-3 -5 -3 -5
Slide adapted from V. Pavlovic Slide adapted from V. Pavlovic

7
Alpha-Beta Example Alpha-Beta Example
minimax(D,1,4) is returned to

Which nodes will Which nodes will
A Call A Call
max α=-5
α=0
α=? be expanded? max α=-5
α=0
α=? be expanded?
Stack Stack

min B CC D E min B CC D E
E
β=-5
β=4
β= β=-10
β=? 0 β=-5
β=4
β= β=-10
β=? 0 β=-7

max F G H I J K L M max F G H I J KK L M
M
α=4 -5 -10 8 2 α=4 -5 -10 8 α=5 2 α=-7

min N O P Q R S T U V min N O P Q R S T U V
4 β=-3 9 -6 0 3 5 -7 -9 4 β=-3 9 -6 0 3 5 -7 -9

W X gold: terminal state (depth limit) A W X gold: terminal state (depth limit) All A
-3 -5 -3 -5
Slide adapted from V. Pavlovic Slide adapted from V. Pavlovic

Alpha-Beta Example Alpha-Beta Example
minimax(D,1,4) is returned to

What if we expand What if we expand
A Call A Call
max α=-5
α=0
α=? from right to left? max α=-5
α=0
α=? from right to left?
Stack Stack

min B CC D E min B CC D E
E
β=-5
β=4
β= β=-10
β=? 0 β=-5
β=4
β= β=-10
β=? 0 β=-7

max F G H I J K L M max F G H I J K L M
M
α=4 -5 -10 8 2 α=4 -5 -10 8 2 α=-7

min N O P Q R S T U V min N O P Q R S T U V
4 β=-3 9 -6 0 3 5 -7 -9 4 β=-3 9 -6 0 3 5 -7 -9

W X gold: terminal state (depth limit) A W X gold: terminal state (depth limit) Only 4 A
-3 -5 -3 -5
Slide adapted from V. Pavlovic Slide adapted from V. Pavlovic

Alpha-Beta pruning rule Alpha-Beta pruning rule
Stop expanding Stop expanding
max node n if α(n) > β higher in the tree max node n if α(n) > β higher in the tree
min node n if β(n) < α higher in the tree min node n if β(n) < α higher in the tree
α= 4

β=3 β=3
ββ==84
α=
α=48 α= 3
α=
α=24
β=2 β=2 β=2
β=3

Which nodes will not be expanded when expanding from left to right?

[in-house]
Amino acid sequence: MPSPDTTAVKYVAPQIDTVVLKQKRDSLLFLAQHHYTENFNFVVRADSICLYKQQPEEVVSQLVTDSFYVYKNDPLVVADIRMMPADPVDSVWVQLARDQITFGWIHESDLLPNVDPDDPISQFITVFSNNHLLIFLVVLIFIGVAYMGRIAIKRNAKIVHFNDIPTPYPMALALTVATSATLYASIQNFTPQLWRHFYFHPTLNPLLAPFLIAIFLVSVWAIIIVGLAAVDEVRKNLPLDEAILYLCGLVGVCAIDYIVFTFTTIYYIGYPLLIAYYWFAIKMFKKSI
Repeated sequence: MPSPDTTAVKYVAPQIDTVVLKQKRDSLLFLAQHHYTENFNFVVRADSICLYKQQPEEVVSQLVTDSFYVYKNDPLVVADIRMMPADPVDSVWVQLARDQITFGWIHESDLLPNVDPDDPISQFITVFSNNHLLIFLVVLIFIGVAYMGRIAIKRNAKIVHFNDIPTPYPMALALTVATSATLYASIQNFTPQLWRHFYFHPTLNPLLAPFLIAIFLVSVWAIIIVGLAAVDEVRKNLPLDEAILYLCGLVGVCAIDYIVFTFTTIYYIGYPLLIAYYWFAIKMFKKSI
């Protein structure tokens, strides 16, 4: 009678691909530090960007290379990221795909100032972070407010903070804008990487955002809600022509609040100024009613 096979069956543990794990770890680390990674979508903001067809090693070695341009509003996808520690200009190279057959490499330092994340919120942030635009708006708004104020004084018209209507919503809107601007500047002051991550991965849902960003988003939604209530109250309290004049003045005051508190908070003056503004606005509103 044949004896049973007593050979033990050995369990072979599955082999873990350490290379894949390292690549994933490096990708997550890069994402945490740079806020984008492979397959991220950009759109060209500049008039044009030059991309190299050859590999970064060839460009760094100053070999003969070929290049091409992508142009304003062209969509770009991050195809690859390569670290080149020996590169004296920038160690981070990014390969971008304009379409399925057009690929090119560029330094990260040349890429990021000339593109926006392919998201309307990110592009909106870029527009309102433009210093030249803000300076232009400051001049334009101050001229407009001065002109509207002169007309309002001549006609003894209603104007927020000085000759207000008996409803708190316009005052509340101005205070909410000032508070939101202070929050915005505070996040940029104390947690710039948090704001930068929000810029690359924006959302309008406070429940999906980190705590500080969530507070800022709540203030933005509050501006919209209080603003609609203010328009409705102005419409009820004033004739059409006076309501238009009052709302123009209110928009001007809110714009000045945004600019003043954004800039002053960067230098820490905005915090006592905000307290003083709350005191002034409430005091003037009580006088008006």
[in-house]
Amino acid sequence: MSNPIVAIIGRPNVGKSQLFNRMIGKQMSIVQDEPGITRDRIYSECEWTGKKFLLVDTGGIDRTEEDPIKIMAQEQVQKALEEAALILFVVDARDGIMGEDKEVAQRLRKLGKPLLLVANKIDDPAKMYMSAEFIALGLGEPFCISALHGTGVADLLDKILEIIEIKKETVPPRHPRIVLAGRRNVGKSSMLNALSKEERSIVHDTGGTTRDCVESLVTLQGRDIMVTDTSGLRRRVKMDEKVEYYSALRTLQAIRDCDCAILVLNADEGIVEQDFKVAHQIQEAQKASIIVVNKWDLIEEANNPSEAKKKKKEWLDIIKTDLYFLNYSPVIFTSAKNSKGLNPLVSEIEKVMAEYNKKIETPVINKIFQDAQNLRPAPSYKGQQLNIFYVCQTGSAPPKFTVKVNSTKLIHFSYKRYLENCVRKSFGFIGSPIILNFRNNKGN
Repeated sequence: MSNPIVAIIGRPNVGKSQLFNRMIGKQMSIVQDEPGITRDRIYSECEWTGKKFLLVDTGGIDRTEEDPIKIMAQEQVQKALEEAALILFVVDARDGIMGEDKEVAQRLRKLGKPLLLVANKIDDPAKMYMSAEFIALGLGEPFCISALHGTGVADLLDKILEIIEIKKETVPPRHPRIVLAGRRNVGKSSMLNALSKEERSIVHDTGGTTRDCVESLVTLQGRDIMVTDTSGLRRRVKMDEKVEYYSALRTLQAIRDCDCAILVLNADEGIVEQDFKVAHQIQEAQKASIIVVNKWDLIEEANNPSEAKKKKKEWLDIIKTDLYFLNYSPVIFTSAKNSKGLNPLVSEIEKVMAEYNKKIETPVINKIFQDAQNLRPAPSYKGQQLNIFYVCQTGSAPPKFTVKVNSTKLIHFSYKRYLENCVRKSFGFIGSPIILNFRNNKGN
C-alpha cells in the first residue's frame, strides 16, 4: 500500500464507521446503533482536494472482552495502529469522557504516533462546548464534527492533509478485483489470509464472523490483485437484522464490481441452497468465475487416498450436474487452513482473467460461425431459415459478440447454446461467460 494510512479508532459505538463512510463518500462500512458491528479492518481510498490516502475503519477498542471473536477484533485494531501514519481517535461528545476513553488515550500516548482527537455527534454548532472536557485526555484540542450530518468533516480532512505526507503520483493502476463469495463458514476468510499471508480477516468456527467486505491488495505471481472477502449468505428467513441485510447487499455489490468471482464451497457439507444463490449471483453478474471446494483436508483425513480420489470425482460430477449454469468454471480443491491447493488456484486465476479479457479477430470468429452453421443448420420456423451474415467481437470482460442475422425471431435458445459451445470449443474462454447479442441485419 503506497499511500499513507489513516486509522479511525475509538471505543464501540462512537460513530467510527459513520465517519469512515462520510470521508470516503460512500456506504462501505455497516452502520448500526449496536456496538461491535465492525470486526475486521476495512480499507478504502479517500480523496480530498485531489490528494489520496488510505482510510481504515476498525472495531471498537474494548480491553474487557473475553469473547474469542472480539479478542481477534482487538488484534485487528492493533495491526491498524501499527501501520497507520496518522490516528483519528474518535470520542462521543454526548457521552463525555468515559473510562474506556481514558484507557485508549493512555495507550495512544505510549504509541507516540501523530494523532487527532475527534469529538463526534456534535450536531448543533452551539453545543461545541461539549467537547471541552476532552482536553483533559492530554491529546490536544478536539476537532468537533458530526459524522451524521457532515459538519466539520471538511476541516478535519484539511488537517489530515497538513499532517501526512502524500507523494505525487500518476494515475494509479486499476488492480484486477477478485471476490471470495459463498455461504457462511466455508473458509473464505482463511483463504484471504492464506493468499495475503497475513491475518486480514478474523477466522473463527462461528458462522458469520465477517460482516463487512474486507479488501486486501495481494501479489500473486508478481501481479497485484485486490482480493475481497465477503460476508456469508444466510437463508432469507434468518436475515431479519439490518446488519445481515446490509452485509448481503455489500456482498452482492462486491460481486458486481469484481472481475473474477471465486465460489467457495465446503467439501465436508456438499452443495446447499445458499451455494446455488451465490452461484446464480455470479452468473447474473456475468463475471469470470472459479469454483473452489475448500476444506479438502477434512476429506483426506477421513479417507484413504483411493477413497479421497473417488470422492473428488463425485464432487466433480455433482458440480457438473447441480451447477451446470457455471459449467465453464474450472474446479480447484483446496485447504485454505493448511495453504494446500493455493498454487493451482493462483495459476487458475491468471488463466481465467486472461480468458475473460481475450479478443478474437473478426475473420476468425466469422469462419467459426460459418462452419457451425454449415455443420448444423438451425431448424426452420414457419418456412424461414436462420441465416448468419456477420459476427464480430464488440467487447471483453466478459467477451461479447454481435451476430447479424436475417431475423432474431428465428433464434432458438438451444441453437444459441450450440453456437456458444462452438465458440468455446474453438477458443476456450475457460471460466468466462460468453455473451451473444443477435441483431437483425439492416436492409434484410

8
Alpha-Beta pruning rule Alpha-Beta pruning rule
Stop expanding Stop expanding
max node n if α(n) > β higher in the tree max node n if α(n) > β higher in the tree
min node n if β(n) < α higher in the tree min node n if β(n) < α higher in the tree
α= 3

ββ==78 β=3
β=9
ββ==34
α= 8 α=32 α= 9
α=
α= 4
ββ==92 β=2 β=3 β=2

Which nodes will not be expanded when expanding from left to right? Which nodes will not be expanded when expanding from right to left?

Alpha-Beta pruning rule 3. Cut the search short
Stop expanding • Use depth-limit and estimate utility for
max node n if α(n) > β higher in the tree non-terminal nodes (evaluation function)
min node n if β(n) < α higher in the tree – Static board evaluation (SBE)
– Must be easy to compute

Example, chess:
SBE = α " Material Balance"+ β " Center Control"+γ ...
Material balance = value of white pieces – value of black pieces, where
pawn = +1, knight & bishop = +3, rook = +5, queen = +9, king = ?

The parameters (α,β,γ,...) can be learned (adjusted) from
Which nodes will not be expanded when expanding from right to left? experience.

http://en.wikipedia.org/wiki/Computer_chess

Leaf evaluation 4. Book moves